In 1997, Steinecke, citing their financial condition, asked Scudder if Lessees might defer rental payments indefinitely. Scudder agreed.[2] Lessees did not resume paying monthly rent until February 2005. Furthermore, in 1999, Scudder paid $500, 000 to construct an arena and improvements on the Subject Property for the benefit of Lessees' business.

On March 15, 1998, Pierce presented Scudder with what purported to be a written addendum to the Lease between Gromel, Pierce, and Steinecke, ("First Lease Amendment") which Scudder signed. The First Lease Amendment provided that as of August 31, 2000, tenant had the option to renew the Lease for up to two additional five-year periods at a monthly rent of $1, 000. On May 9, 2005, Pierce presented Scudder with what purported to be two further written addenda to the Lease. The first was an addendum to the Lease between Gromel/Scudder, and Pierce and Steinecke, dba E Komo Mai Sports Horses ("Second Lease Amendment"), which Scudder signed. The second was an addendum to the Lease between Scudder, and Pierce and Steinecke, dba E. Komo Mai Sports Horses ("Third Lease Amendment"), which Scudder also signed. The Second and Third Lease Amendments differed only in the identity of the Lessor and provided that as of May 1, 2005, tenant had the option to renew the Lease for up to three five-year periods at a monthly rent of $1, 000.

In February 2005, Lessees began to bill Scudder for the boarding, care, and maintenance of her horses — in excess of $4, 000.00 per month.[3] Scudder objected, but paid the bills through July 2005, after which time she refused to pay. In response. Lessees refused to take care of Scudder's horses, showed Scudder alleged unsigned contracts for the care of her horses, and presented her with a bill for more than $150, 000.00 for caring for her horses for the previous ten years.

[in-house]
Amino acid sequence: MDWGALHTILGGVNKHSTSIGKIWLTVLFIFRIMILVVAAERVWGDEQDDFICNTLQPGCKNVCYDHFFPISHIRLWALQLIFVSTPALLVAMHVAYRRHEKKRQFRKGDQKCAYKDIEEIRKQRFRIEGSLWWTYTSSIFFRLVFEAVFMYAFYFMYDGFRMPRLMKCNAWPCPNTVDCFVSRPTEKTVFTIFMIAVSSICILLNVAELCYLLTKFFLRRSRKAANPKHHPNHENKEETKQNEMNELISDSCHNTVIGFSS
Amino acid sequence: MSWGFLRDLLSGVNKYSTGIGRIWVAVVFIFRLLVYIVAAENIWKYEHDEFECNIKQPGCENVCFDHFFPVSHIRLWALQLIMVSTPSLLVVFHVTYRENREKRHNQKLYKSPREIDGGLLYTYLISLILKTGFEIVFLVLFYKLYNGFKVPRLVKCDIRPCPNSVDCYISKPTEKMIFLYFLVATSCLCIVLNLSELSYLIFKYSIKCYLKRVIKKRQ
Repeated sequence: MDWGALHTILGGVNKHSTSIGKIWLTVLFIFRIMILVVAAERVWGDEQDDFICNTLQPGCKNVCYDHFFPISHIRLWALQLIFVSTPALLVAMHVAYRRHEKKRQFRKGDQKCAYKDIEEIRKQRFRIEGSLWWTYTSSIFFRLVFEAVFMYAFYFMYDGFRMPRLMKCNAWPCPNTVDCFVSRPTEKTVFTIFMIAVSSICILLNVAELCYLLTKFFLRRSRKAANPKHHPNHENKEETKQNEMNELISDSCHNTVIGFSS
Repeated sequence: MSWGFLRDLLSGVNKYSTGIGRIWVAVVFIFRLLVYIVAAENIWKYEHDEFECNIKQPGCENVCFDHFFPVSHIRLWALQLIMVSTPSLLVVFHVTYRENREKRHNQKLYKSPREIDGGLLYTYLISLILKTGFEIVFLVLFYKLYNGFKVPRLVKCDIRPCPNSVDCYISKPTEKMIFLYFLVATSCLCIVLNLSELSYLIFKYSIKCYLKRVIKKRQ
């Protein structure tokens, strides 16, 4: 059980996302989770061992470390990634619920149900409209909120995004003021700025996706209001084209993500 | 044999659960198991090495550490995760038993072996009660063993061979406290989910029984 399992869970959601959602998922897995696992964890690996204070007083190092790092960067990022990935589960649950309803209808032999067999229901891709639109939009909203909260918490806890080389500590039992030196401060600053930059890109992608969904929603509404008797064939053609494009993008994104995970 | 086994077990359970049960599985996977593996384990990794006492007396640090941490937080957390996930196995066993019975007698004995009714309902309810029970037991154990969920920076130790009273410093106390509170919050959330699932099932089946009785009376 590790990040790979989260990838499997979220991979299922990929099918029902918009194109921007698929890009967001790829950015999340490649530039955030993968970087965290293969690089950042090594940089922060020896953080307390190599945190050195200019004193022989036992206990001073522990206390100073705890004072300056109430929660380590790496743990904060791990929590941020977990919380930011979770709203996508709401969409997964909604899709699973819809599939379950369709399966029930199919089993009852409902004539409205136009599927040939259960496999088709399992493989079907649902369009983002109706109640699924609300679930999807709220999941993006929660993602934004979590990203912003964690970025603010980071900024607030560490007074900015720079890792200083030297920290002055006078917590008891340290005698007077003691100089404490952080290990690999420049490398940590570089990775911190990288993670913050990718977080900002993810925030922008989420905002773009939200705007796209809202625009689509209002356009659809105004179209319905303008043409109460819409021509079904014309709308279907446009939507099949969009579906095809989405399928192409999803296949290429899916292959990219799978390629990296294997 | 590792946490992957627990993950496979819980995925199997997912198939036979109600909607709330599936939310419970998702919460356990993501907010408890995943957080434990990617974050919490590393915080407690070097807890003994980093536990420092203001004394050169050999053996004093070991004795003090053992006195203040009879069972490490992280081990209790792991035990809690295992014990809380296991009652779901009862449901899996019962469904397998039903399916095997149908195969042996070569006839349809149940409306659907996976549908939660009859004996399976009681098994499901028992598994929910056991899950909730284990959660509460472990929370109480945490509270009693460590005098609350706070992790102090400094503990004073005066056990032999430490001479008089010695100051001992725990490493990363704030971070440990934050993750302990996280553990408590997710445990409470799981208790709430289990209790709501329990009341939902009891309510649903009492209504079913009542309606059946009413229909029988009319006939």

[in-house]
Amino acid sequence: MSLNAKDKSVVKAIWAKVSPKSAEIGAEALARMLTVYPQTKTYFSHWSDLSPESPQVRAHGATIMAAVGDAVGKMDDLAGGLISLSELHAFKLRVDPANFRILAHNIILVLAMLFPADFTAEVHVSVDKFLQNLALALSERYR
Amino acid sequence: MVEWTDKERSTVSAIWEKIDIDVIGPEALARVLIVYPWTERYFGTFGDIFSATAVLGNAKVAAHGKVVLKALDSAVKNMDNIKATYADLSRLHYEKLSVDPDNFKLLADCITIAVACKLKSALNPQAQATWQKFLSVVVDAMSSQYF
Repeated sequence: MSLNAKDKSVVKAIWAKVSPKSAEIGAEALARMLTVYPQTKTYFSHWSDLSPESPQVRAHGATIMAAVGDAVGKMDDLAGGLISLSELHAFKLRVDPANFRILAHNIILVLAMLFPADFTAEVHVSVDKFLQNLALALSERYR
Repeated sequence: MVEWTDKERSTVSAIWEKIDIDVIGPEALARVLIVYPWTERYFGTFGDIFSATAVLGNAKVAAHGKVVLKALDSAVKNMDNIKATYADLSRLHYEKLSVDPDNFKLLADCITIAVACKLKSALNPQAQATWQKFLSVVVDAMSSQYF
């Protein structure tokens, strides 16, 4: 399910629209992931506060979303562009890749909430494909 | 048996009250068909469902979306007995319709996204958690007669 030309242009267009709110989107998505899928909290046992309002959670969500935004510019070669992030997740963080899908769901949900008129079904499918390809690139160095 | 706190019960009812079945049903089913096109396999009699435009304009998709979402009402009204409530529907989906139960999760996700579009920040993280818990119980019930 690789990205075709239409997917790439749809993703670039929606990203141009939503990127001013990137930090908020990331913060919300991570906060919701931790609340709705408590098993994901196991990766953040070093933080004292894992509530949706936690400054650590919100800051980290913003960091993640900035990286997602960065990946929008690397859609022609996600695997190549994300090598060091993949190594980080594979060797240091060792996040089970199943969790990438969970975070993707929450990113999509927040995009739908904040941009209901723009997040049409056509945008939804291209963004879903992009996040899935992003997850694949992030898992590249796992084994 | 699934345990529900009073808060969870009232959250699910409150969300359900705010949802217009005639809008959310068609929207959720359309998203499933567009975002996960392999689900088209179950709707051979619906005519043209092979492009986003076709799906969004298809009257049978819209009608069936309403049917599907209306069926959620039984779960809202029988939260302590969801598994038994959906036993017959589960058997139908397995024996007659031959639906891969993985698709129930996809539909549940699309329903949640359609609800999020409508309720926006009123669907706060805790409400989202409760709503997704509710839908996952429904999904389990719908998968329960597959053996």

Scudder's Complaint asserted the following counts, [4]some of which would properly be characterized as defenses rather than causes of action: (1) no contract formation, (2) contract invalid as a result of mistake, (3) fraud in the inducement, (4) summary possession, (5) fraud, (6) breach of fiduciary duty or confidential relations, (7) undue influence, (8) breach of contract, (9) unjust enrichment, (10) unfair and deceptive trade practices, (11) legal malpractice, and (12) punitive damages.[5]

B. Counterclaim

On July 7, 2006, EKM Defendants filed a counterclaim against Scudder ("Counterclaim"), alleging as follows:

Between September 1995 and October 1998, Scudder boarded her horses with EKM Defendants, agreeing to pay related board and fees. During this time, Scudder received bills and paid for "all agreed upon additional charges" for her horses, including extra feed, treatment for injuries, handling for the veterinarian, supplies, medications, trailering, grooming, hoof trimming, and lessons. From 1998, Scudder also paid for blanketing and unblanketing. Scudder received bills and paid for' board and additional charges from October 1998 through December 1999.

From September 1995 to December 1999, EKM Defendants paid rent to Scudder. However, in January 2000, Scudder and EKM Defendants reached an oral agreement whereby EKM Defendants' rent would be offset against Scudder's obligations related to the boarding and care of her horses. As of the date of the Counterclaim, EKM Defendants claimed that Scudder owed them more than $160, 000.00.

EKM Defendants asserted claims against Scudder for: (1) breach of contract, (2) quantum meruit, (3) fraudulent inducement, (4) punitive damages, and (5) unfair and deceptive trade practices.

C. Motion in Limine

On March 10, 2008, EKM Defendants filed several motions in limine. The sixth motion ("Motion in Limine No. 6") included a request for a Hawaii Rules of Evidence Rule 104 hearing, and sought an order barring Scudder from presenting any evidence and/or the testimony of proposed expert witness, Stewart H. Hussey ("Hussey"), "regarding incomplete and deficient appraisals and valuations at the trial in this case." Scudder proposed to present Hussey to testify about the rental value of the Subject Property.